Collective Consciousness and the Psychology of Human Connectedness

The last century has seen the apogee of the belief in and the development of the individual as the supreme force in mankind and the human as reigning over all creation (1). Our psychological models, including our therapeutic and analytic approaches to human problems, have mirrored this emphasis with considerable positive effect. From the millennial perspective, however, some of the problematic consequences of this individual dominated psychological focus are apparent. Cataclysmic intergroup conflicts and large group scapegoating dynamics—the mass destruction of World Wars and regional wars, the Holocaust, ethnic cleansing, genocide, and environmental degradation—have not been adequately or usefully described by models of human psychology which emphasize individual development at the expense of human connectedness nor the ascendancy of the human species at the expense of interspecies and ecological connectedness. The time has come for a Copernican change in perspective. All of us living through the 20th century can and must bear witness to a system’s reality that encompasses the individual and more.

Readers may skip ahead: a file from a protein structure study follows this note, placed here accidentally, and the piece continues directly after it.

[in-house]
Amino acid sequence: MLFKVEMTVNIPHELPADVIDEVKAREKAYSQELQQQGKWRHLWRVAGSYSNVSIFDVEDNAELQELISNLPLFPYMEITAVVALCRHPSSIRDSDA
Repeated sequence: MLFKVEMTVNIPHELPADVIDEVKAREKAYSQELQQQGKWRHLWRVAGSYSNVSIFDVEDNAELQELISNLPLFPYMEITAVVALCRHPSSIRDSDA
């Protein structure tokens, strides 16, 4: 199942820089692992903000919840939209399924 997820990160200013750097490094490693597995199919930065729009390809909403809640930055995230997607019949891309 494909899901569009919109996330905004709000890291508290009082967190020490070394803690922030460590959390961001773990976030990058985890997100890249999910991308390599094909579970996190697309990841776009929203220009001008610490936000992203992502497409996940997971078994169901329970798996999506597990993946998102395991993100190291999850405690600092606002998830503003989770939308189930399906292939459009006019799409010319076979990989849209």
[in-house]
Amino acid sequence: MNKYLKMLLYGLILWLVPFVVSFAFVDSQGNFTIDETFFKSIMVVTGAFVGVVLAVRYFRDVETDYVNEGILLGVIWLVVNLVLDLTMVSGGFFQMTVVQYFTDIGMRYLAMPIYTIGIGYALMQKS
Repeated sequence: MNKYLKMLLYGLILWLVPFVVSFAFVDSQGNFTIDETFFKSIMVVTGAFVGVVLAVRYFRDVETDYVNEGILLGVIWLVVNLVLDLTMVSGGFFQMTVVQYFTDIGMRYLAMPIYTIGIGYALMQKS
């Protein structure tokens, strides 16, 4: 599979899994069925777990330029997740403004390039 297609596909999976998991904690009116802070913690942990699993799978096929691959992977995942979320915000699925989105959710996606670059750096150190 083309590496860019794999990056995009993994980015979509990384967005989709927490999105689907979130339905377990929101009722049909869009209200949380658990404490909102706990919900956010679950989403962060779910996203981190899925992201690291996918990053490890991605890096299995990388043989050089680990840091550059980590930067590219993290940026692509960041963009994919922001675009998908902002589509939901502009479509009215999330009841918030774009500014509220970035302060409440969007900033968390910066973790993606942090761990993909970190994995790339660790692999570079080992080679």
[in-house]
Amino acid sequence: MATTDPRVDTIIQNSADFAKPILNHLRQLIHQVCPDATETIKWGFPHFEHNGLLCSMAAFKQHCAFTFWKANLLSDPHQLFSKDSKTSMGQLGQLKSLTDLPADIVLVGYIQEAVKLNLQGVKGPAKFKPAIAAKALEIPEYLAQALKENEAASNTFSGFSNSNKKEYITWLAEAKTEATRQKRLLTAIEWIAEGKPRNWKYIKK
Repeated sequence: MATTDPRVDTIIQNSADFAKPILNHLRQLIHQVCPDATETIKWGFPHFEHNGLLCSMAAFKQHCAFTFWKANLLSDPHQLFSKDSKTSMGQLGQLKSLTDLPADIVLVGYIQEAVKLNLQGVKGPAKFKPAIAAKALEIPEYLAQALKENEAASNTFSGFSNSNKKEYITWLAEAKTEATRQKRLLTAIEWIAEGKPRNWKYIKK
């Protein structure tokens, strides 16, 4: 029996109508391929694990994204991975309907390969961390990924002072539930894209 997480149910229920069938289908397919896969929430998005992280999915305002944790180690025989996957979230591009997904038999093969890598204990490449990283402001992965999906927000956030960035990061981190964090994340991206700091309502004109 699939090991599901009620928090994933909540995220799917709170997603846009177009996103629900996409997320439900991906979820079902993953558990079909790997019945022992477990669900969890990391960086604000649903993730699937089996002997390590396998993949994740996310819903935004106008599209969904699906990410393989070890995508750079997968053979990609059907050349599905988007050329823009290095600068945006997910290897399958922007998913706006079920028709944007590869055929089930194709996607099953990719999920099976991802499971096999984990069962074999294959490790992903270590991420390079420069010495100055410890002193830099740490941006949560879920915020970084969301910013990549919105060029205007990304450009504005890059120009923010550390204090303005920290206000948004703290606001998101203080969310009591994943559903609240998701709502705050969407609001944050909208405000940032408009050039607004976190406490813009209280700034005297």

The “more” has been assigned a variety of labels: collective, collective consciousness, collective unconscious, culture, all of which define slightly different domains of human experience and organization. For the purposes of this paper we will be using the concept of collective as the largest bounded unit that contains our species level knowledge, feelings, images and behavior. The collective is viewed as having the potential of consciousness analogous for example, to consciousness in one of its interconnected subunits, the individual. The particular interest of this paper is exploring how (and whether) collective consciousness can be awakened, developed and reflected in any particular group unit and with what effect.